LOS ANGELES (CNS) – Citing what he called an unprecedented spike in new COVID-19 cases across the state, Gov. Gavin Newsom said Monday the state is hitting an “emergency brake” on economic activity, moving 28 counties back to the most restrictive tier of California’s matrix governing business operations.
The move means 41 of the state’s 58 counties are now in the restrictive “purple” tier, which severely restricts capacity at retail establishments, closes fitness centers and limits restaurants to limited outdoor-only service.
Orange County had been in the slightly less-restrictive “red” tier of the four-level matrix, but was anticipated to fall back to “purple” in light of rising daily case numbers. Other Southern California counties of Los Angeles, Riverside and San Diego were already in the “purple” tier.
Newsom also announced changes in the way counties will be classified in the matrix. Previously, counties could only move backward in the roadmap if they failed to meet key metrics — the rates of new cases and positive tests — for two consecutive weeks. Now a county will be moved backward after just one week of elevated numbers.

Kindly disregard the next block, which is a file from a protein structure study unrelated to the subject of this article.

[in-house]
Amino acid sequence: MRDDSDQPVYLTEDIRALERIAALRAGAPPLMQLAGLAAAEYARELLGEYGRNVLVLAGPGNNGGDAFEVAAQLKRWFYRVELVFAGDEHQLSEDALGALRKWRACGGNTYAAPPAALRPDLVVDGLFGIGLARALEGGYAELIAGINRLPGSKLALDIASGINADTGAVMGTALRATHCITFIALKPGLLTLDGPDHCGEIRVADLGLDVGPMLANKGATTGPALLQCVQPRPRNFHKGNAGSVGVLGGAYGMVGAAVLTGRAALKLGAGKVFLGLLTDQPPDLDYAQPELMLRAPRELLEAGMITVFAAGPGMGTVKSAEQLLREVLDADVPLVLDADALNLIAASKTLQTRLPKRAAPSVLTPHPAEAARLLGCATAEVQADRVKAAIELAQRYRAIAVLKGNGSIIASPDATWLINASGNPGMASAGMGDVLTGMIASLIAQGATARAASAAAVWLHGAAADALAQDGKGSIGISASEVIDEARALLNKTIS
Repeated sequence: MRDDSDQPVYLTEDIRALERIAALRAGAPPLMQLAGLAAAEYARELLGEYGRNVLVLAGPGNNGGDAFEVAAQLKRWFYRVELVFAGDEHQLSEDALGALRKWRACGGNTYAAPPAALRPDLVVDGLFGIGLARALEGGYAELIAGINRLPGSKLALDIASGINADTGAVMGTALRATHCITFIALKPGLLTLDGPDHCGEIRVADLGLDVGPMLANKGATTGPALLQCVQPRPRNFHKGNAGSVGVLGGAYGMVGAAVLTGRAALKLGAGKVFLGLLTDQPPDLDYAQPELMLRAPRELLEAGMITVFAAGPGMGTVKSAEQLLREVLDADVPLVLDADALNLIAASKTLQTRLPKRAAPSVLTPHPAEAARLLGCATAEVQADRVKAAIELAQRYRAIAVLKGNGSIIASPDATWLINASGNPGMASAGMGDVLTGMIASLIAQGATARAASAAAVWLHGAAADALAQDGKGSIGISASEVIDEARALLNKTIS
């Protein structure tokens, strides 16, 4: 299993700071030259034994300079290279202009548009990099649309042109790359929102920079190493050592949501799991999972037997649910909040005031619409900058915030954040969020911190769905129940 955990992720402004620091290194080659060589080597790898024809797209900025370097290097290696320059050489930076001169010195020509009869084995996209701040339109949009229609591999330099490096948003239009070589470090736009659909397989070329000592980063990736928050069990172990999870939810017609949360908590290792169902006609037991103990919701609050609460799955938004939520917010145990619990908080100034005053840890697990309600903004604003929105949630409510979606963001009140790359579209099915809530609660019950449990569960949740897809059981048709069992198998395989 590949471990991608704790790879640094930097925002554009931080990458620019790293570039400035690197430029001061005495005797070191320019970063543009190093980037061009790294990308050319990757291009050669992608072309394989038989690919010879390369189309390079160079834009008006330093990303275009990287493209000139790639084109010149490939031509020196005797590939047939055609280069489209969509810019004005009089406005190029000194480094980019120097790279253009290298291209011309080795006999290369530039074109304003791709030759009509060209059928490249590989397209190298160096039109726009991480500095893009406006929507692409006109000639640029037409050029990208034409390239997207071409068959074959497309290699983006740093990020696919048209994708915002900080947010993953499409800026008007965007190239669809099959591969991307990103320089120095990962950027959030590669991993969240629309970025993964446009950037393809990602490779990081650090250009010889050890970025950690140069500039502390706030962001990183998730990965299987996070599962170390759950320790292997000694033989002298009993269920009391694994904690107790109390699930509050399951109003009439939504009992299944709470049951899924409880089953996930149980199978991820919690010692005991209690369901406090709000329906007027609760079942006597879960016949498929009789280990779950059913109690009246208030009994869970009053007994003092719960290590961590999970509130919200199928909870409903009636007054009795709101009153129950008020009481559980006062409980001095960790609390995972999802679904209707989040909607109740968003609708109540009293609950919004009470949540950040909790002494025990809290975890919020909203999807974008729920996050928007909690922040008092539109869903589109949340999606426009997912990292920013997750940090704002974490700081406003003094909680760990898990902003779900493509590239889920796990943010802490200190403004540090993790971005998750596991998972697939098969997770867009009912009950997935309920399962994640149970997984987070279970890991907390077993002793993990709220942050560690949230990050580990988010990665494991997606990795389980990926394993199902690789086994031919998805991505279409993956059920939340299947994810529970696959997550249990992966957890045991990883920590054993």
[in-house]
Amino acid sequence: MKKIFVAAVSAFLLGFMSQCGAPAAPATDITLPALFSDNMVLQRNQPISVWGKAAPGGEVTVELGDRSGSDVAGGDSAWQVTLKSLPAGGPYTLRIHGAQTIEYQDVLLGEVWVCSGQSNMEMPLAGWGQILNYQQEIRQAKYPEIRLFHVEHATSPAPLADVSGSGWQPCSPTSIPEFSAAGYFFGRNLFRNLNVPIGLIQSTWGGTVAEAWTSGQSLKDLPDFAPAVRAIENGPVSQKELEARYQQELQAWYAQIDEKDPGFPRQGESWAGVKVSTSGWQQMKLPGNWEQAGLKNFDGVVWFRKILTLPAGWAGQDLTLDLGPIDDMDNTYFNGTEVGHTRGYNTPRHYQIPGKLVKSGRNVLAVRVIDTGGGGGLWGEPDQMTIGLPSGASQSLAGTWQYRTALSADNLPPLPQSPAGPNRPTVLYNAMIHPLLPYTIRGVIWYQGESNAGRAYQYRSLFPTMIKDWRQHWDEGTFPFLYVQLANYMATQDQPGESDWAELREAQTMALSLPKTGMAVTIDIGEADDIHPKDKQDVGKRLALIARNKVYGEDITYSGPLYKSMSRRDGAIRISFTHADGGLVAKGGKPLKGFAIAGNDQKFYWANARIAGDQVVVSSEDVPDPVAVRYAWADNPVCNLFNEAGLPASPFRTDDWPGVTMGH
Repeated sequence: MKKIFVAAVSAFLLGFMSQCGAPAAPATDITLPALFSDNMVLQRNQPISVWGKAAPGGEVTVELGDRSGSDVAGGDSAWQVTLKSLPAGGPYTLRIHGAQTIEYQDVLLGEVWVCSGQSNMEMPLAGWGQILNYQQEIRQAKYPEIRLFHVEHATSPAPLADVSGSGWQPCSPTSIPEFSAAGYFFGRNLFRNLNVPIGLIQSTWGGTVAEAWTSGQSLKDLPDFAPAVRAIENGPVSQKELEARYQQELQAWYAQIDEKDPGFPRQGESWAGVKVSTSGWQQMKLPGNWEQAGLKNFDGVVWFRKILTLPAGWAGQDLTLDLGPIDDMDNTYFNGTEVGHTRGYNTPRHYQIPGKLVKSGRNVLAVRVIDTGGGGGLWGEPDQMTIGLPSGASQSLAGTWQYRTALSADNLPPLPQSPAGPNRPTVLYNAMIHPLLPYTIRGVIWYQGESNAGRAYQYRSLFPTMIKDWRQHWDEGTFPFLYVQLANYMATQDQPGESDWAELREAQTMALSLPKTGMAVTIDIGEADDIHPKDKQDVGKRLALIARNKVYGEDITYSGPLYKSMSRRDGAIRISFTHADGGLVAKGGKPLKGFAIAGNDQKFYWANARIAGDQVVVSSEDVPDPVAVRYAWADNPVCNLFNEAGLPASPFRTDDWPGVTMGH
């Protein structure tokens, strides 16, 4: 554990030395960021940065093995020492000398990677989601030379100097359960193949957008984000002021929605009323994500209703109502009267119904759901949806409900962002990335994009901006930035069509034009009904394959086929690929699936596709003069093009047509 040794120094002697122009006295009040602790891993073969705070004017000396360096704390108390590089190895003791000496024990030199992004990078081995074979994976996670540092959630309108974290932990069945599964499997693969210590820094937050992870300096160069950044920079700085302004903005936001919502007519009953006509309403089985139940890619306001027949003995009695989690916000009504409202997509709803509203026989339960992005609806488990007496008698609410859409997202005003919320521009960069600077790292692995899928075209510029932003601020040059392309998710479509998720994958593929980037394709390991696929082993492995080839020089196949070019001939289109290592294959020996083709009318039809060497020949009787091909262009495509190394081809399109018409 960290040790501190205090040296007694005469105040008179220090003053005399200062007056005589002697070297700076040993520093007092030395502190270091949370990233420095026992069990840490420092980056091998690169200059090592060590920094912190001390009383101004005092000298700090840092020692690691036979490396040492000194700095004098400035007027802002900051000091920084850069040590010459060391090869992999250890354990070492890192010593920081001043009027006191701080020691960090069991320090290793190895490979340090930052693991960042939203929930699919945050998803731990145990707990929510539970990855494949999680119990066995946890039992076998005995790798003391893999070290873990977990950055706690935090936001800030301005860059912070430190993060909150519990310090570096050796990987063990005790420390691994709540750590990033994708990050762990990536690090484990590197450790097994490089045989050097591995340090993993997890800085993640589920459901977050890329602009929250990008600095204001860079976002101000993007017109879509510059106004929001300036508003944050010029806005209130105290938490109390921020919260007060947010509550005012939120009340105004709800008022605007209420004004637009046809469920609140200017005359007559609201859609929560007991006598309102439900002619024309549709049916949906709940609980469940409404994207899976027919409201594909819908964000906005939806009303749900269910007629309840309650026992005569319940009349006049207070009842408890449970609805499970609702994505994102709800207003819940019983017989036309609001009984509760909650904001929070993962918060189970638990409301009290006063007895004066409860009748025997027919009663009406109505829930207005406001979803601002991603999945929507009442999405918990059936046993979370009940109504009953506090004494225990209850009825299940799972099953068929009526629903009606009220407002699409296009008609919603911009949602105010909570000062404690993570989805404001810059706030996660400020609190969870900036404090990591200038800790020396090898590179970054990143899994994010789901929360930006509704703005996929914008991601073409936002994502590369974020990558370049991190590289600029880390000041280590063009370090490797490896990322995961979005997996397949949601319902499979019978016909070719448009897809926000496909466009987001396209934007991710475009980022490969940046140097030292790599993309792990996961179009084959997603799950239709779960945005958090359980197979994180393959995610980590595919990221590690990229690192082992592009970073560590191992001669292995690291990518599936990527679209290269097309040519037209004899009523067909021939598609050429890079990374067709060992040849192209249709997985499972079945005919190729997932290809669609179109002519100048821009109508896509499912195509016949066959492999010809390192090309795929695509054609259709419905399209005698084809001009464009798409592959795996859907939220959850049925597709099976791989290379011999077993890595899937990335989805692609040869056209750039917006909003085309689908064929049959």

Counties can also potentially be moved back multiple tiers in the matrix if the numbers warrant, Newsom said. Under the new guidelines, counties that are moved backward in the tier system must require businesses to meet the accompanying restrictions immediately, as opposed to a previous three-day grace period.
The state previously updated counties’ placement in the matrix once a week — every Tuesday — but now counties can be moved at any time based on the numbers, the governor said.
Newsom said the move comes in response to a doubling of daily COVID-19 case rates over the past 10 days, the highest increase state has seen since June.
He said the state has 11 “surge facilities” that can be activated to prevent hospitals from being overwhelmed in particularly hard-hit areas. He said the first such facility will be activated in Imperial County.